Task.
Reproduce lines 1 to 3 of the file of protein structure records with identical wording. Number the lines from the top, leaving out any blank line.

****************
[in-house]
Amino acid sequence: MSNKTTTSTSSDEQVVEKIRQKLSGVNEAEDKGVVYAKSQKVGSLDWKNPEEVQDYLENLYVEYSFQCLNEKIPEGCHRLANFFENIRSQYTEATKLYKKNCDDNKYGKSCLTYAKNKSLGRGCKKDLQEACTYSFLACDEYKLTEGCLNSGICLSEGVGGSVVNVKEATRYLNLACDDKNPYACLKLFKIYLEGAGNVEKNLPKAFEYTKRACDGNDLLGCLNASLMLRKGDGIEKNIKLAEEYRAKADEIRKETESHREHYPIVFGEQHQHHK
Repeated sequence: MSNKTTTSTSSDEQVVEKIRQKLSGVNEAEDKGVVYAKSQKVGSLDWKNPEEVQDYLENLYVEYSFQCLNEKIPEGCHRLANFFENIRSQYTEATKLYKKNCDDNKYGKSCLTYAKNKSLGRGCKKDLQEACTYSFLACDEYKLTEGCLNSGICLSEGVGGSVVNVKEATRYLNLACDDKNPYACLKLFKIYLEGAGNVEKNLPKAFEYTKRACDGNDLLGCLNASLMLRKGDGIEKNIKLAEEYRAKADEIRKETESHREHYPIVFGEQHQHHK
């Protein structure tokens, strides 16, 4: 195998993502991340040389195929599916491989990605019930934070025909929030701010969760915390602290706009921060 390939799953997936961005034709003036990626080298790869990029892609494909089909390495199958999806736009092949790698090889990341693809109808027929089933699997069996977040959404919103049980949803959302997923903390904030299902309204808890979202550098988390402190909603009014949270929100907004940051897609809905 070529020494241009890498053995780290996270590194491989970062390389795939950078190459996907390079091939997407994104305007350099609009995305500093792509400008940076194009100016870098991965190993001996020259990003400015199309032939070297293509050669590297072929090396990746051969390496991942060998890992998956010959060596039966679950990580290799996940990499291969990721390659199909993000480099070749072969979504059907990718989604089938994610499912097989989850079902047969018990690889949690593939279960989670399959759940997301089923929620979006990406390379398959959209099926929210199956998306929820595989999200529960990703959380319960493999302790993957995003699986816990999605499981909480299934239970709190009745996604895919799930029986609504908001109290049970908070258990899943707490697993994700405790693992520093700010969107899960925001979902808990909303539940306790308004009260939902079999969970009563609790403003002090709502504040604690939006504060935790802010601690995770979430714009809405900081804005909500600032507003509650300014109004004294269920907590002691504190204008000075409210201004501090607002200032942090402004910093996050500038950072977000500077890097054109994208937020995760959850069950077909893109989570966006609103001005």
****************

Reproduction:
[in-house]
Amino acid sequence: MSNKTTTSTSSDEQVVEKIRQKLSGVNEAEDKGVVYAKSQKVGSLDWKNPEEVQDYLENLYVEYSFQCLNEKIPEGCHRLANFFENIRSQYTEATKLYKKNCDDNKYGKSCLTYAKNKSLGRGCKKDLQEACTYSFLACDEYKLTEGCLNSGICLSEGVGGSVVNVKEATRYLNLACDDKNPYACLKLFKIYLEGAGNVEKNLPKAFEYTKRACDGNDLLGCLNASLMLRKGDGIEKNIKLAEEYRAKADEIRKETESHREHYPIVFGEQHQHHK
Repeated sequence: MSNKTTTSTSSDEQVVEKIRQKLSGVNEAEDKGVVYAKSQKVGSLDWKNPEEVQDYLENLYVEYSFQCLNEKIPEGCHRLANFFENIRSQYTEATKLYKKNCDDNKYGKSCLTYAKNKSLGRGCKKDLQEACTYSFLACDEYKLTEGCLNSGICLSEGVGGSVVNVKEATRYLNLACDDKNPYACLKLFKIYLEGAGNVEKNLPKAFEYTKRACDGNDLLGCLNASLMLRKGDGIEKNIKLAEEYRAKADEIRKETESHREHYPIVFGEQHQHHK